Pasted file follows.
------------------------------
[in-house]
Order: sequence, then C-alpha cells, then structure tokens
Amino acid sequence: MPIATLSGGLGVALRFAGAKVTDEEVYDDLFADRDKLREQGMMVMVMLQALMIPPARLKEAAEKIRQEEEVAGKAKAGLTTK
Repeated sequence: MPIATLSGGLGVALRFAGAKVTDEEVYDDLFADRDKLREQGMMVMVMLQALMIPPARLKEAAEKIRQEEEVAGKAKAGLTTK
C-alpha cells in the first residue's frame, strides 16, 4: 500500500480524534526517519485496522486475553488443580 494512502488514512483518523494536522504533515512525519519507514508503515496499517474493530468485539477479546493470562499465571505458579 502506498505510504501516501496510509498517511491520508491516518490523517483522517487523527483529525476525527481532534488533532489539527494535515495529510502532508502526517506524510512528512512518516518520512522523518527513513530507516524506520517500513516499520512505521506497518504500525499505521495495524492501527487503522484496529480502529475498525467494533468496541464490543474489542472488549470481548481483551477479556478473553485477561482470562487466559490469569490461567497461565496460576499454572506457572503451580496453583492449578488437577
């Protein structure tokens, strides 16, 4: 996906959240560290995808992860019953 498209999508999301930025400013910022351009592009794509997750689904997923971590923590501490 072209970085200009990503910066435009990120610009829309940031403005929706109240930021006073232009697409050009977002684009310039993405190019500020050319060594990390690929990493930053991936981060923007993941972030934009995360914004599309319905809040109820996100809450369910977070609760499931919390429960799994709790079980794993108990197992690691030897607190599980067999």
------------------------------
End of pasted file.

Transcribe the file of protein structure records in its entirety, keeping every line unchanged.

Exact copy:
[in-house]
Order: sequence, then C-alpha cells, then structure tokens
Amino acid sequence: MPIATLSGGLGVALRFAGAKVTDEEVYDDLFADRDKLREQGMMVMVMLQALMIPPARLKEAAEKIRQEEEVAGKAKAGLTTK
Repeated sequence: MPIATLSGGLGVALRFAGAKVTDEEVYDDLFADRDKLREQGMMVMVMLQALMIPPARLKEAAEKIRQEEEVAGKAKAGLTTK
C-alpha cells in the first residue's frame, strides 16, 4: 500500500480524534526517519485496522486475553488443580 494512502488514512483518523494536522504533515512525519519507514508503515496499517474493530468485539477479546493470562499465571505458579 502506498505510504501516501496510509498517511491520508491516518490523517483522517487523527483529525476525527481532534488533532489539527494535515495529510502532508502526517506524510512528512512518516518520512522523518527513513530507516524506520517500513516499520512505521506497518504500525499505521495495524492501527487503522484496529480502529475498525467494533468496541464490543474489542472488549470481548481483551477479556478473553485477561482470562487466559490469569490461567497461565496460576499454572506457572503451580496453583492449578488437577
């Protein structure tokens, strides 16, 4: 996906959240560290995808992860019953 498209999508999301930025400013910022351009592009794509997750689904997923971590923590501490 072209970085200009990503910066435009990120610009829309940031403005929706109240930021006073232009697409050009977002684009310039993405190019500020050319060594990390690929990493930053991936981060923007993941972030934009995360914004599309319905809040109820996100809450369910977070609760499931919390429960799994709790079980794993108990197992690691030897607190599980067999």